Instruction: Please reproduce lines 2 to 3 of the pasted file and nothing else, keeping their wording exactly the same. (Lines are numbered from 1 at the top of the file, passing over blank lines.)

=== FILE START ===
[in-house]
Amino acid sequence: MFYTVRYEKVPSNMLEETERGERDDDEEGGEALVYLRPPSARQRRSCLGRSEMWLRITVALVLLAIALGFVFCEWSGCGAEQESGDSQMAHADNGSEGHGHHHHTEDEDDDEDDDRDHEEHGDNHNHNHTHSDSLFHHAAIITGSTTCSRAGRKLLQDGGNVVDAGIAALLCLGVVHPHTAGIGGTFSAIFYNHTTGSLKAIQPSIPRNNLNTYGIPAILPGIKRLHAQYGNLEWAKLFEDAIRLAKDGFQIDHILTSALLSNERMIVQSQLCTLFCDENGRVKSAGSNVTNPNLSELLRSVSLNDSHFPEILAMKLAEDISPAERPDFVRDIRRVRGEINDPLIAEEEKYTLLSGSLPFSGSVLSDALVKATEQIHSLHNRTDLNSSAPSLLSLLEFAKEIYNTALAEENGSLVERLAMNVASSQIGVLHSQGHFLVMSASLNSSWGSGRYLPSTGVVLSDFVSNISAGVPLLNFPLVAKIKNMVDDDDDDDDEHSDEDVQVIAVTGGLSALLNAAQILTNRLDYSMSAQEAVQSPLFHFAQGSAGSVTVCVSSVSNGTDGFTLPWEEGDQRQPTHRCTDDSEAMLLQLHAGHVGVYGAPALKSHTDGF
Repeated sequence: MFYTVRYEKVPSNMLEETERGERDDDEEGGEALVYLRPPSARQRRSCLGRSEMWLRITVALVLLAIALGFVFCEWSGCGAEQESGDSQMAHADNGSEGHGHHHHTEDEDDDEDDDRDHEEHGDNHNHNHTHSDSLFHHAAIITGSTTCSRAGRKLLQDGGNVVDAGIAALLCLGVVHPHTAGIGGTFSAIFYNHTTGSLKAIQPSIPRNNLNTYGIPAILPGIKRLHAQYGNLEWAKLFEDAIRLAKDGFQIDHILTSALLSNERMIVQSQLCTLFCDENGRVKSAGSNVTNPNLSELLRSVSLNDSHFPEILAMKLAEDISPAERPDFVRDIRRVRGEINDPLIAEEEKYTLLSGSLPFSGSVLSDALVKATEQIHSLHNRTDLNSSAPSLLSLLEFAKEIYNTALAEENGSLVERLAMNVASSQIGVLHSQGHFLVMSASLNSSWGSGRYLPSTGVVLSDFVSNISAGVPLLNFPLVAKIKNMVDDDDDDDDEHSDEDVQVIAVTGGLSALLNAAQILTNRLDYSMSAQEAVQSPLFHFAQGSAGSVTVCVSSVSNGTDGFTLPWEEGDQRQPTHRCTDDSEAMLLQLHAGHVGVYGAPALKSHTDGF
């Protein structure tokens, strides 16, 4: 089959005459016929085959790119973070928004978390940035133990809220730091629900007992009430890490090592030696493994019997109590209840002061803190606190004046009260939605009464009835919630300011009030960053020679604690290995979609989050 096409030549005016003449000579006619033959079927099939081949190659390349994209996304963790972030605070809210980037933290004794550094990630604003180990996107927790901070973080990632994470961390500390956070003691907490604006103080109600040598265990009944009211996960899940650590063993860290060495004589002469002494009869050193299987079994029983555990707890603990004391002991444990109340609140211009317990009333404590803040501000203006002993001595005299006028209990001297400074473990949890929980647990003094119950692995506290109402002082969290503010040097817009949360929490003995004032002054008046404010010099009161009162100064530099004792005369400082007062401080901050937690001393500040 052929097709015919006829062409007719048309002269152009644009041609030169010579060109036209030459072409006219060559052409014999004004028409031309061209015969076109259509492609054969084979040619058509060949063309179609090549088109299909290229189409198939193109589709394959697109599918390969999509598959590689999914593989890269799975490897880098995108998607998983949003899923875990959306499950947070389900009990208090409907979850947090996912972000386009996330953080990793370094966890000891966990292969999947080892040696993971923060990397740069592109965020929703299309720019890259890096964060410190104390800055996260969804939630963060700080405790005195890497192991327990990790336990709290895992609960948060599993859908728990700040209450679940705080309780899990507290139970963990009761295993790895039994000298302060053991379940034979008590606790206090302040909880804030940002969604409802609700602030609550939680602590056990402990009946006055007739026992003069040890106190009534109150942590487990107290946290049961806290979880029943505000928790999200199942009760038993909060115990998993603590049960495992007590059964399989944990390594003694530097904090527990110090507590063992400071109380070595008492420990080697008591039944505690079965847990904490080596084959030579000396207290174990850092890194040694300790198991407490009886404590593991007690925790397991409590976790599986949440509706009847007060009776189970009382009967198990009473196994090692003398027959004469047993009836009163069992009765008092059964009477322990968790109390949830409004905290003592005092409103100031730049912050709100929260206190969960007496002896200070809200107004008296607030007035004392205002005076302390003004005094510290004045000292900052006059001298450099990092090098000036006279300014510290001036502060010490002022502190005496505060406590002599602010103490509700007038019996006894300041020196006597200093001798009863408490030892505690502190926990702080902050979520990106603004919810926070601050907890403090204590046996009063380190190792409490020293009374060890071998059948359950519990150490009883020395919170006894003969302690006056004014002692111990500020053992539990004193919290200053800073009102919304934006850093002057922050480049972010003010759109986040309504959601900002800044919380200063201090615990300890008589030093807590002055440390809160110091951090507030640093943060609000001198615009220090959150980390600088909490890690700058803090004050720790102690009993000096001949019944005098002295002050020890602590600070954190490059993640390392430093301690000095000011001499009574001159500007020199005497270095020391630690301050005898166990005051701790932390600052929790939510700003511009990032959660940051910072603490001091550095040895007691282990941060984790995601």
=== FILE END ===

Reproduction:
Amino acid sequence: MFYTVRYEKVPSNMLEETERGERDDDEEGGEALVYLRPPSARQRRSCLGRSEMWLRITVALVLLAIALGFVFCEWSGCGAEQESGDSQMAHADNGSEGHGHHHHTEDEDDDEDDDRDHEEHGDNHNHNHTHSDSLFHHAAIITGSTTCSRAGRKLLQDGGNVVDAGIAALLCLGVVHPHTAGIGGTFSAIFYNHTTGSLKAIQPSIPRNNLNTYGIPAILPGIKRLHAQYGNLEWAKLFEDAIRLAKDGFQIDHILTSALLSNERMIVQSQLCTLFCDENGRVKSAGSNVTNPNLSELLRSVSLNDSHFPEILAMKLAEDISPAERPDFVRDIRRVRGEINDPLIAEEEKYTLLSGSLPFSGSVLSDALVKATEQIHSLHNRTDLNSSAPSLLSLLEFAKEIYNTALAEENGSLVERLAMNVASSQIGVLHSQGHFLVMSASLNSSWGSGRYLPSTGVVLSDFVSNISAGVPLLNFPLVAKIKNMVDDDDDDDDEHSDEDVQVIAVTGGLSALLNAAQILTNRLDYSMSAQEAVQSPLFHFAQGSAGSVTVCVSSVSNGTDGFTLPWEEGDQRQPTHRCTDDSEAMLLQLHAGHVGVYGAPALKSHTDGF
Repeated sequence: MFYTVRYEKVPSNMLEETERGERDDDEEGGEALVYLRPPSARQRRSCLGRSEMWLRITVALVLLAIALGFVFCEWSGCGAEQESGDSQMAHADNGSEGHGHHHHTEDEDDDEDDDRDHEEHGDNHNHNHTHSDSLFHHAAIITGSTTCSRAGRKLLQDGGNVVDAGIAALLCLGVVHPHTAGIGGTFSAIFYNHTTGSLKAIQPSIPRNNLNTYGIPAILPGIKRLHAQYGNLEWAKLFEDAIRLAKDGFQIDHILTSALLSNERMIVQSQLCTLFCDENGRVKSAGSNVTNPNLSELLRSVSLNDSHFPEILAMKLAEDISPAERPDFVRDIRRVRGEINDPLIAEEEKYTLLSGSLPFSGSVLSDALVKATEQIHSLHNRTDLNSSAPSLLSLLEFAKEIYNTALAEENGSLVERLAMNVASSQIGVLHSQGHFLVMSASLNSSWGSGRYLPSTGVVLSDFVSNISAGVPLLNFPLVAKIKNMVDDDDDDDDEHSDEDVQVIAVTGGLSALLNAAQILTNRLDYSMSAQEAVQSPLFHFAQGSAGSVTVCVSSVSNGTDGFTLPWEEGDQRQPTHRCTDDSEAMLLQLHAGHVGVYGAPALKSHTDGF